A move Novell made last week should open up new areas of consulting, handholding, service and support for DirXML.
DirXML is the bundle of products and services that Novell offers as a "metadirectory" to hook other directories and databases -- such as Notes, Exchange, Windows NT, etc. -- into Novell Directory Services (NDS) by means of redirectors and agents. It lets you maintain those legacy products through NDS's utilities, such as NWADMIN or ConsoleOne.
While originally only available through an engagement with Novell's Consulting Services, DirXML has gradually been repositioned. First, Novell's consulting partners were allowed to install it, and now Novell's largest customers (those covered by a Corporate License Agreement, or CLA) can purchase it directly.
Still, these companies are willing to commit to large purchases with a 1- or 2-year contract in return for discounts on list price. Smaller organizations still can't purchase DirXML directly. And perhaps that’s a good thing.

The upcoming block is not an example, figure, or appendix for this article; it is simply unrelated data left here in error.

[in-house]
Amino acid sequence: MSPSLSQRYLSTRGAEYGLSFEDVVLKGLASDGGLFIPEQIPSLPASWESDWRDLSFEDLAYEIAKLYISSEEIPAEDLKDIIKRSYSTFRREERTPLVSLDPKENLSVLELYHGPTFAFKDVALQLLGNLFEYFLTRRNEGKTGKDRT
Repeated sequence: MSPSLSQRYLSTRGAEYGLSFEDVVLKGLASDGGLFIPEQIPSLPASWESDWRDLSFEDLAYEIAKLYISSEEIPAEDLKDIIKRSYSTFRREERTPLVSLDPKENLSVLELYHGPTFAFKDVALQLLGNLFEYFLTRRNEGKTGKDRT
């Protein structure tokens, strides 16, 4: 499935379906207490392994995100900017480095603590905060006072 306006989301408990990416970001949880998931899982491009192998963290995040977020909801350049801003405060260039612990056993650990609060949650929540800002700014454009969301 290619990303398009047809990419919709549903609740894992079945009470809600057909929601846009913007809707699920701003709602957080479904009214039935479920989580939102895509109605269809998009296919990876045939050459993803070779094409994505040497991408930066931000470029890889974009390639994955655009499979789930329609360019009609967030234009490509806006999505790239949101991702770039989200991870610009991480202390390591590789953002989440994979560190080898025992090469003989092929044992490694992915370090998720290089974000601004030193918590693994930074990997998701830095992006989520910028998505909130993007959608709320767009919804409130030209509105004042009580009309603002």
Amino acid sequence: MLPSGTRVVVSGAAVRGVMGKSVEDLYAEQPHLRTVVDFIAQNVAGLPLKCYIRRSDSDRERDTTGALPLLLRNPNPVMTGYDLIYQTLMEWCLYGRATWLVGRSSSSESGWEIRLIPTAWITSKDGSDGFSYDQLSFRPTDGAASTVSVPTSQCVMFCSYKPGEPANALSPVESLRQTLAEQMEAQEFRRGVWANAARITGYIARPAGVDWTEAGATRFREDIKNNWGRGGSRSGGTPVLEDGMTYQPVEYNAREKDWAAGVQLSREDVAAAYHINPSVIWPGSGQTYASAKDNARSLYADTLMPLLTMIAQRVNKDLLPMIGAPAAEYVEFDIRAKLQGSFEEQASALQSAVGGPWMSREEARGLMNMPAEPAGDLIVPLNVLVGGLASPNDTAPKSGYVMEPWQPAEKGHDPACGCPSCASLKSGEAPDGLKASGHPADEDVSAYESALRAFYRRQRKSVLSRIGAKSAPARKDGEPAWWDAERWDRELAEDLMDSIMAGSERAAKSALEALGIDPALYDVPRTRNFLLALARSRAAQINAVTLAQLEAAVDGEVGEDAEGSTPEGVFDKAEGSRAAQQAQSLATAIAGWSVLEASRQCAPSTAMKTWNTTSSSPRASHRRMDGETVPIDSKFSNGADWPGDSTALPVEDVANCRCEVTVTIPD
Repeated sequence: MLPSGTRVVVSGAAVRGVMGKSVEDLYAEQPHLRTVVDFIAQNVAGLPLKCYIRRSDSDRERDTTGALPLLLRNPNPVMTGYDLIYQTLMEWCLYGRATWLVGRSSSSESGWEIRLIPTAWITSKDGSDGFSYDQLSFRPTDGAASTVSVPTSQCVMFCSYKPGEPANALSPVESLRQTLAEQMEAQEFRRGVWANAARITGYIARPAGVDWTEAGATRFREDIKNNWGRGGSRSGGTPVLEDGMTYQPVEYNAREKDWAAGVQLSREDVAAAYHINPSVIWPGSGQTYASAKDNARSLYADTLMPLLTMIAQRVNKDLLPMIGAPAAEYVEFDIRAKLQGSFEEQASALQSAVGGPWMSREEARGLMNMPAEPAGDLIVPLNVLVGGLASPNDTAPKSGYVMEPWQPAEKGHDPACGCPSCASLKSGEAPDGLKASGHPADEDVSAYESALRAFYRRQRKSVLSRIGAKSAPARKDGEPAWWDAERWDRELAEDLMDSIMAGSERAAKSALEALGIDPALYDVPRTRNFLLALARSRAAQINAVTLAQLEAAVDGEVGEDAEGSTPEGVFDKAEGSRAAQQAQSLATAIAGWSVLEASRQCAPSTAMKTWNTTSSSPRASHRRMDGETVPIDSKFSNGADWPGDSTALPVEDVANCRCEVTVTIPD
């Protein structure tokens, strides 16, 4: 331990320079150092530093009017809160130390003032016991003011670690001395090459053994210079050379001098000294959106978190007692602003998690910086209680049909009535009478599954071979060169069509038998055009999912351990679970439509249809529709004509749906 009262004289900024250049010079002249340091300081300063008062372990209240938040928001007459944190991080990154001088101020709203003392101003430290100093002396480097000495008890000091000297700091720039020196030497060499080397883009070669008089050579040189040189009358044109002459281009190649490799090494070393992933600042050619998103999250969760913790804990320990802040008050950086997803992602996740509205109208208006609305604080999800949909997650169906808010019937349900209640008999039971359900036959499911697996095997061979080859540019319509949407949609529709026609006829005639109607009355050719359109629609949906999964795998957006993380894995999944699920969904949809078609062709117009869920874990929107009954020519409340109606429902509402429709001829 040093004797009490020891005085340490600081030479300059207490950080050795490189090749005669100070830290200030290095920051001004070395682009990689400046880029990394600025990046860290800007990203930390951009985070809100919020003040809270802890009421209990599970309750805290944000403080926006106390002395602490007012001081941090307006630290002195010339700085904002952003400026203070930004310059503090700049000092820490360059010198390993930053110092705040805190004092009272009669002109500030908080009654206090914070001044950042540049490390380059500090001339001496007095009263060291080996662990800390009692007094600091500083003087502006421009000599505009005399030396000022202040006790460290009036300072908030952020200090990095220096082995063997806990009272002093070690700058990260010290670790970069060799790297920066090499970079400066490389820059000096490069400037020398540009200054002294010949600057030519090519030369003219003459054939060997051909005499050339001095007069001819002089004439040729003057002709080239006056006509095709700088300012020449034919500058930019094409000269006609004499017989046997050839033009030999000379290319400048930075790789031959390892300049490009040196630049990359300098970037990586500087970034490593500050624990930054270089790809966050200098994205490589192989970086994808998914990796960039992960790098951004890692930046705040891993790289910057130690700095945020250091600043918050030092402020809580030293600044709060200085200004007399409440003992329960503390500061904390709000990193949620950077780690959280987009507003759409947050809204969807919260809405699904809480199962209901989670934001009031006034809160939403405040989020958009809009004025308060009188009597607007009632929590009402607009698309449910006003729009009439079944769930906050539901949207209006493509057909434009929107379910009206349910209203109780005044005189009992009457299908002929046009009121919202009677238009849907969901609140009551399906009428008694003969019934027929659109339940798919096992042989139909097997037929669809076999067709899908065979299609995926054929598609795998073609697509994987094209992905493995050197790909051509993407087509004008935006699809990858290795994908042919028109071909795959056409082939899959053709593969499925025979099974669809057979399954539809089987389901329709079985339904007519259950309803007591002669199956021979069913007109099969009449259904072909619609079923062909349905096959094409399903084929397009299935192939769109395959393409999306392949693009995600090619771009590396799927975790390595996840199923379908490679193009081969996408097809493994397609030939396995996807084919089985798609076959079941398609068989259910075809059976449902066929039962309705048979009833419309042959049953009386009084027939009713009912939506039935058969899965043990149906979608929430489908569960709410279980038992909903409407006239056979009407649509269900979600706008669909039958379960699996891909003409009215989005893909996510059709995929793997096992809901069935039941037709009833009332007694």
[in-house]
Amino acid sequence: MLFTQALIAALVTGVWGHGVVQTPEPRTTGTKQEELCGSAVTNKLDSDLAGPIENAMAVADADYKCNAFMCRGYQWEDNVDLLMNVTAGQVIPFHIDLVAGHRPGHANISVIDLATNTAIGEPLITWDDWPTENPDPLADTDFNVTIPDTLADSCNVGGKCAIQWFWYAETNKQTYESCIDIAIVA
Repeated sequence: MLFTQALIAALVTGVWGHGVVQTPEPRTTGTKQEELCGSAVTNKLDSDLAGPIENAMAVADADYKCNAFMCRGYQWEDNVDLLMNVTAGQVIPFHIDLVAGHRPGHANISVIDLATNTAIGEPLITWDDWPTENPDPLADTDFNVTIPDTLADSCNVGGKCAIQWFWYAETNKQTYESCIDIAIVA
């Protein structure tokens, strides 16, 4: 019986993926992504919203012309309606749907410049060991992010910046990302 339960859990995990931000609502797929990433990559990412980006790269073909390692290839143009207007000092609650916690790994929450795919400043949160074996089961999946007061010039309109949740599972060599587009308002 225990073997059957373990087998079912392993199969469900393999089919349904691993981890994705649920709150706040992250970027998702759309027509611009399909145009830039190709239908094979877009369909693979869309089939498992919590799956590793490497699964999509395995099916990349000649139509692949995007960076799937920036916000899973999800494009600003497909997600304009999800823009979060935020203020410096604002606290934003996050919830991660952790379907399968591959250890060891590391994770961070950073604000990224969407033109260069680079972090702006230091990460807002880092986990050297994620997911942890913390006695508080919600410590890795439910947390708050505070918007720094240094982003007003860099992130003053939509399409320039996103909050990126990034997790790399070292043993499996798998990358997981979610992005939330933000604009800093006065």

DirXML is no easy-to-use, point-and-click application -- it’s a very complicated set of services, rules, engines and connectors that must be put together properly, or else you risk your entire directory structure. At the same time, DirXML needs to reflect your business and office-political climate so that full cooperation of all interested parties can be assured -- otherwise, you could face disaster.
But Novell’s latest move changes things. Novell has been in the forefront of activity to define Directory Services Markup Language (DSML -- a subset of XML) within the OASIS group (the Organization for the Advancement of Structured Information Standards). Version 1 of DSML was promulgated almost 18 months ago, but it consisted of little more than definitions. Version 2 was needed to get activity rolling on applications that could use DSML.
In an effort to see that Version 2 moves forward, Novell is opening up the basic architecture of DirXML, as well as the results of the research and development which went into the product, as the basis of the next version of the DSML standard. It is expected that the group will accept this with few changes, so Version 2 of DSML should be forthcoming before year-end.
While it may not affect your network very much in the immediate future, it should allow you to bask in the knowledge that you've been making the right choices and bolster your attempts to make NDS eDirectory your enterprise directory, with DirXML as your metadirectory service. It might even be used to free up a buck or two to hire a consultant to bring in DirXML.
This story, "Opening up DirXML " was originally published by Network World.